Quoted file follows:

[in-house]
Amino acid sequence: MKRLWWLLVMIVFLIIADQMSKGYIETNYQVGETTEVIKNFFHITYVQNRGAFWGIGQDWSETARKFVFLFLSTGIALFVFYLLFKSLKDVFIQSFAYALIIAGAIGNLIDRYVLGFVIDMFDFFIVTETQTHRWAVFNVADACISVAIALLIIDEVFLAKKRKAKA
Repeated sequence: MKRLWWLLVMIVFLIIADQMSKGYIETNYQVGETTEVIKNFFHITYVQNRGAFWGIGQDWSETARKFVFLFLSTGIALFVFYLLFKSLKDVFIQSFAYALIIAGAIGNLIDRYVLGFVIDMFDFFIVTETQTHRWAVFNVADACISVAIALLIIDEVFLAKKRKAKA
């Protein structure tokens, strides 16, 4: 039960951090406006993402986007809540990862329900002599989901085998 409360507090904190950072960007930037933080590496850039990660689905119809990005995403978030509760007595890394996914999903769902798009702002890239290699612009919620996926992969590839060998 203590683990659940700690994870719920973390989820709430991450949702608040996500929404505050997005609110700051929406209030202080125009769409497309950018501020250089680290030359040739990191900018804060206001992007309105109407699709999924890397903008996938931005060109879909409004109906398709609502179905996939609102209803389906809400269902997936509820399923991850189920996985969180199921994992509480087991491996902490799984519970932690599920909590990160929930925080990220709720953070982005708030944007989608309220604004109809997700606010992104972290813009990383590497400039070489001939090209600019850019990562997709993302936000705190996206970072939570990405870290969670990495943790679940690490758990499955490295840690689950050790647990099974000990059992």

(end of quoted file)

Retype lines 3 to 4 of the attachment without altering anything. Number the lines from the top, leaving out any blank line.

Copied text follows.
Repeated sequence: MKRLWWLLVMIVFLIIADQMSKGYIETNYQVGETTEVIKNFFHITYVQNRGAFWGIGQDWSETARKFVFLFLSTGIALFVFYLLFKSLKDVFIQSFAYALIIAGAIGNLIDRYVLGFVIDMFDFFIVTETQTHRWAVFNVADACISVAIALLIIDEVFLAKKRKAKA
């Protein structure tokens, strides 16, 4: 039960951090406006993402986007809540990862329900002599989901085998 409360507090904190950072960007930037933080590496850039990660689905119809990005995403978030509760007595890394996914999903769902798009702002890239290699612009919620996926992969590839060998 203590683990659940700690994870719920973390989820709430991450949702608040996500929404505050997005609110700051929406209030202080125009769409497309950018501020250089680290030359040739990191900018804060206001992007309105109407699709999924890397903008996938931005060109879909409004109906398709609502179905996939609102209803389906809400269902997936509820399923991850189920996985969180199921994992509480087991491996902490799984519970932690599920909590990160929930925080990220709720953070982005708030944007989608309220604004109809997700606010992104972290813009990383590497400039070489001939090209600019850019990562997709993302936000705190996206970072939570990405870290969670990495943790679940690490758990499955490295840690689950050790647990099974000990059992």